I chose to be a teacher before I became a traveler. I expected to teach math in my hometown, but soon after graduation I found myself on the third floor of a business building outside Seoul, South Korea, teaching Canadian curriculum to one very special fourth grader. Her parents sent her to this international school because she wanted to travel to the UK. She was amazing--motivated, curious, respectful, responsible, and grateful. Despite years of educational training and practice, our greatest guide was that same deep drive that leads anyone to teach, study or travel. It was this natural, flowing exploration of curiosity and guidance, dotted with moments of frustration and realization. It was beautiful.
We had projects for every discipline; She wrote a mystery story in Language Arts; We built a castle to scale from milk cartons and gray felt in Social Studies; She made shiny replicas of plant cells and animal cells for Science. In our free time, we went to the piano and wrote songs together. It was a joy to go to work every school day, and I still feel like the luckiest teacher in the world for getting to begin my career one-on-one with this gifted young lady. Nonetheless, I cherish even more what followed.
Twins. Rambunctious twins with freckles and a great motivation to play at anything they could; and a thoughtful boy who tried hard, but the information just wouldn’t stick.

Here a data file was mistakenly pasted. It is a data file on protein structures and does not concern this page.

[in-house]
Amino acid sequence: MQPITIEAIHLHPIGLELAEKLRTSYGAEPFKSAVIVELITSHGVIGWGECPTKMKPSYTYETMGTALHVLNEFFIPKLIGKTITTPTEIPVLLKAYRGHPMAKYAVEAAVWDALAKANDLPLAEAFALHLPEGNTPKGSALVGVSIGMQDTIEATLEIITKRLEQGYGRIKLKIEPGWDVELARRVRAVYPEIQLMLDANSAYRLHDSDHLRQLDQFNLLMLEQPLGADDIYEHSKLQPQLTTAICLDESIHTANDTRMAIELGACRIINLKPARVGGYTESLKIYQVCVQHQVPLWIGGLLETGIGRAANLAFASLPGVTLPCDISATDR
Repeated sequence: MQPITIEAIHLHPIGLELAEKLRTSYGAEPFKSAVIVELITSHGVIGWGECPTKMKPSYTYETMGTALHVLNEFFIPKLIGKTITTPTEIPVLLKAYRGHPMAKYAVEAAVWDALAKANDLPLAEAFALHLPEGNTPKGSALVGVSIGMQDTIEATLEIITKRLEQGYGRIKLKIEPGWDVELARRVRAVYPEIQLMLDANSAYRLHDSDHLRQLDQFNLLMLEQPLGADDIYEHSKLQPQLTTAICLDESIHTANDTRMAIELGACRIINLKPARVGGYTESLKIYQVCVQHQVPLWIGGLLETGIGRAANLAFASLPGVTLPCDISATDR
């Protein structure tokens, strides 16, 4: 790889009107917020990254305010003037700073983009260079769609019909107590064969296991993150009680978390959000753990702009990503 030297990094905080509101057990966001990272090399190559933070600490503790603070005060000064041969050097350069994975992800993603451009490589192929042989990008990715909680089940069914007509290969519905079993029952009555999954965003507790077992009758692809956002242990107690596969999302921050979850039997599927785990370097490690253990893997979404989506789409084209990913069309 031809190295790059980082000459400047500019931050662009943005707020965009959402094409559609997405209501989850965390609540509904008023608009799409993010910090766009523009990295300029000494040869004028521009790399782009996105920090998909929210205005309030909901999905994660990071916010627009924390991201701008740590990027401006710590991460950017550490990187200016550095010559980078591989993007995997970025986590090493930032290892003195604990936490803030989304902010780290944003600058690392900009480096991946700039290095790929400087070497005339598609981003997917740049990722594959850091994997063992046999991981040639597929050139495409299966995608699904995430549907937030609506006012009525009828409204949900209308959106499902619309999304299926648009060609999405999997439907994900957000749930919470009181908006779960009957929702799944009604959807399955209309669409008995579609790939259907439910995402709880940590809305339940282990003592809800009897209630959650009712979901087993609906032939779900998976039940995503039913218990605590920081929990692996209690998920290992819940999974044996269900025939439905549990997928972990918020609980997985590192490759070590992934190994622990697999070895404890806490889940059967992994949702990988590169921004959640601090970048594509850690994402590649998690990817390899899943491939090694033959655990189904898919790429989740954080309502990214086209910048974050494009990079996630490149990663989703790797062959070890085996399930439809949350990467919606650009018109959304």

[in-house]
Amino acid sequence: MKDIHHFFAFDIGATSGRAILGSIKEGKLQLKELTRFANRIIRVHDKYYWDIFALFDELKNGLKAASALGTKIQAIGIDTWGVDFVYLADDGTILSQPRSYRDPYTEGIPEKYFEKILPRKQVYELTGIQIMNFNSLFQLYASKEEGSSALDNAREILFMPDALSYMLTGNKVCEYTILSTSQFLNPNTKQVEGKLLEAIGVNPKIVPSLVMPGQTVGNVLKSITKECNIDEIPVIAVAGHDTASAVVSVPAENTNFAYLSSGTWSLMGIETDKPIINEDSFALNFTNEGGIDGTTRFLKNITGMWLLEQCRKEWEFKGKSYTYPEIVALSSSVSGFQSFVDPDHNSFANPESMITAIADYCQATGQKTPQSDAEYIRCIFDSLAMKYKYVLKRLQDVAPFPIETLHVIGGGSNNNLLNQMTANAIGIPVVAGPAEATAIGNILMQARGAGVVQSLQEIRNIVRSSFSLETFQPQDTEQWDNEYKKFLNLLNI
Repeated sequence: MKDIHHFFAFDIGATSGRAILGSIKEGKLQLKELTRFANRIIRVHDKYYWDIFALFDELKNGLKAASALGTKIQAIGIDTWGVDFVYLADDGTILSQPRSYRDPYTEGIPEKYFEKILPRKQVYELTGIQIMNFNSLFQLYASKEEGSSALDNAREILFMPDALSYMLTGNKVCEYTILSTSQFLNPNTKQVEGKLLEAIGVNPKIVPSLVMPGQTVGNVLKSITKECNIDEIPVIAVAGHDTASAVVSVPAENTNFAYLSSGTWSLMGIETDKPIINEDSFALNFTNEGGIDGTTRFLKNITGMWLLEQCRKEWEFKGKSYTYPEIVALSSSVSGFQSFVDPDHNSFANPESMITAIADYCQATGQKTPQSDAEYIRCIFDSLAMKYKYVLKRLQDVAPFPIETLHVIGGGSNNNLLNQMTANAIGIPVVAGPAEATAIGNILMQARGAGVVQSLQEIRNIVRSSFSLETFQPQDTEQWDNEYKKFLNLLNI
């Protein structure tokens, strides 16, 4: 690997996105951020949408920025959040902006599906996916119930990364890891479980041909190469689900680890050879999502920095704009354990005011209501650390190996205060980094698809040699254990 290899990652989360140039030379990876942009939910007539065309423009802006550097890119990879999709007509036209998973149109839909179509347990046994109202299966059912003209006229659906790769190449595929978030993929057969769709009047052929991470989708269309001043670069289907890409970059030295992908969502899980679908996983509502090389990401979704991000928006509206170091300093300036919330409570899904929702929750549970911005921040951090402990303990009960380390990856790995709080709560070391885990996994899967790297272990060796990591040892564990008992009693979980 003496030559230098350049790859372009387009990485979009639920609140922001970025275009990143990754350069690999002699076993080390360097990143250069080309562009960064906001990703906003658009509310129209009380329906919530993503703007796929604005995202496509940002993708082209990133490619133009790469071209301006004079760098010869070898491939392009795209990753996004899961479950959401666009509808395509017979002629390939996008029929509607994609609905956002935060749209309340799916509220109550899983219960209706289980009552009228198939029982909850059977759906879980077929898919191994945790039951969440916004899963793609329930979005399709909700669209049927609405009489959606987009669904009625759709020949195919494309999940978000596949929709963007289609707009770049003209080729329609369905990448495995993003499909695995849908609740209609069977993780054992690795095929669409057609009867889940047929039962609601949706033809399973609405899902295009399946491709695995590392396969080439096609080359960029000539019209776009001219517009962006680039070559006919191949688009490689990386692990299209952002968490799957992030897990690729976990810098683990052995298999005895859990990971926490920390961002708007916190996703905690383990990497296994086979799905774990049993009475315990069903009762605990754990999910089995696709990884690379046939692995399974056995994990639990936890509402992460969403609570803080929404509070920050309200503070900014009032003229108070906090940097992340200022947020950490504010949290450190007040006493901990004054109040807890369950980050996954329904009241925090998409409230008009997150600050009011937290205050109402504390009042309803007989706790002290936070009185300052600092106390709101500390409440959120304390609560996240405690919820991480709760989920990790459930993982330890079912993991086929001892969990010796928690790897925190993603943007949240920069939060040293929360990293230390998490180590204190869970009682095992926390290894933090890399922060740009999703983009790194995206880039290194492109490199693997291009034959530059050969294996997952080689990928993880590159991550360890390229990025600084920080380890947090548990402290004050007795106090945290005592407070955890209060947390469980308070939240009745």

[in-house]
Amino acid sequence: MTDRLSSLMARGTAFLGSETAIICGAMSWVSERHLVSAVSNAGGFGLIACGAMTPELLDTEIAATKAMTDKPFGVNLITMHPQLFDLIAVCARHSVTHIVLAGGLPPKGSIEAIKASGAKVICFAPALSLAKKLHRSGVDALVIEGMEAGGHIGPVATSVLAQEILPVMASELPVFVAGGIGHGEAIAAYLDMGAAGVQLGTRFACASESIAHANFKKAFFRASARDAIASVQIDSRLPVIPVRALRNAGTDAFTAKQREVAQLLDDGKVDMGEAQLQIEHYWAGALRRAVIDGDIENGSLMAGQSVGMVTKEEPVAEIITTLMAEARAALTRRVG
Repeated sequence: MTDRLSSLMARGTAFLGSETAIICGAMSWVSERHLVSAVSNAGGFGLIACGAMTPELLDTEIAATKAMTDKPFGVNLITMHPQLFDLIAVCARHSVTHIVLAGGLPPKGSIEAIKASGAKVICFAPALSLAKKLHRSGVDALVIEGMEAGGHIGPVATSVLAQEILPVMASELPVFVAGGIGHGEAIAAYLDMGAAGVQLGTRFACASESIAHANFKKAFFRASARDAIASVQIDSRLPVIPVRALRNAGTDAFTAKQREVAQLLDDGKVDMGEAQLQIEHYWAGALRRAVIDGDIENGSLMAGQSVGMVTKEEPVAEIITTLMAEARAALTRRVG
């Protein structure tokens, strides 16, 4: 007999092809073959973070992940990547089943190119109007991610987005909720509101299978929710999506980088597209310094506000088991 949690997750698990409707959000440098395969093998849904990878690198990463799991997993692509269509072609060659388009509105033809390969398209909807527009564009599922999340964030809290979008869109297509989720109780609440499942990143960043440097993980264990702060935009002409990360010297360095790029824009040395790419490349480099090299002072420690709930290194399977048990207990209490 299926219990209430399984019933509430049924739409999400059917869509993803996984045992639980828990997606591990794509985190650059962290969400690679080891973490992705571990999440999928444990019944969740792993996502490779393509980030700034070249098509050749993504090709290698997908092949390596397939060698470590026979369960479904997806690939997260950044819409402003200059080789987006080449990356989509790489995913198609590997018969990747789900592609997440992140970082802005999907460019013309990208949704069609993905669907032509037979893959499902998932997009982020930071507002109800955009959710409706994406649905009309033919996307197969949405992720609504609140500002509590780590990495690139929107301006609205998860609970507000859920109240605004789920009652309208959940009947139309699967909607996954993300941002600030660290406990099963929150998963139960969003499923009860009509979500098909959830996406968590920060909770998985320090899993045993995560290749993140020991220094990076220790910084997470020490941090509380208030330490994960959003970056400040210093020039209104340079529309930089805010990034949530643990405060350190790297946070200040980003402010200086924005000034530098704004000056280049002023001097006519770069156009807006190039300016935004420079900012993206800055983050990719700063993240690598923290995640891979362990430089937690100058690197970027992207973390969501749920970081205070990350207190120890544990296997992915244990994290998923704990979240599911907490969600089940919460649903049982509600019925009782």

My days became long and exhausting, researching and applying all I had studied about classroom management, exceptionalities, and differentiation; learning the students’ interests and styles, and tying them into the curriculum; developing classroom management strategies to fit us; finding appropriate materials, and planning lessons to complement what each student brought.
Toward the end, I felt like we were starting to get it together. Our team of teachers made behavior books for the twins, and we got into a nice flow of group projects, guided work, and independent study. At the end of the year our little group put on a play for the school, where they performed the twins’ favorite episode of their favorite anime, using props and an English script we made in class. They were so well-disciplined up there and I was a proud teacher. As the year came to a close I wished for more time with them, and I cried hugging them goodbye on the last day.
I gave all I had to that class and never got it to where I first expected it to be. Sometimes I was frustrated with them and showed it. Sometimes my lessons didn’t work out and they knew it. Still the team of teachers supported and encouraged us, and the students respected me and treated me with love. I taught in Korea for a few more years, often emailing and messaging with my little group. A couple years ago while traveling I met an indigenous man in Borneo who made my life a magical beautiful adventure, and we got married last week! I am still teaching Korean kids online as I begin a new part of my life in the rainforest.
I think often of that precious little group and the lessons I learned with them - To find the daily signs of development and appreciate them; to believe in the process of growth through loving, thoughtful effort; to have faith in the strength of our relationships, through hard or happy times; to generously sacrifice my time and energy for those I care about; to freely love myself and those around me, even while trying to be better; to follow the adventure wherever it takes me; to live this life and make the best I can of every moment. I hope the same for you… I hope for you it will be even more lovely.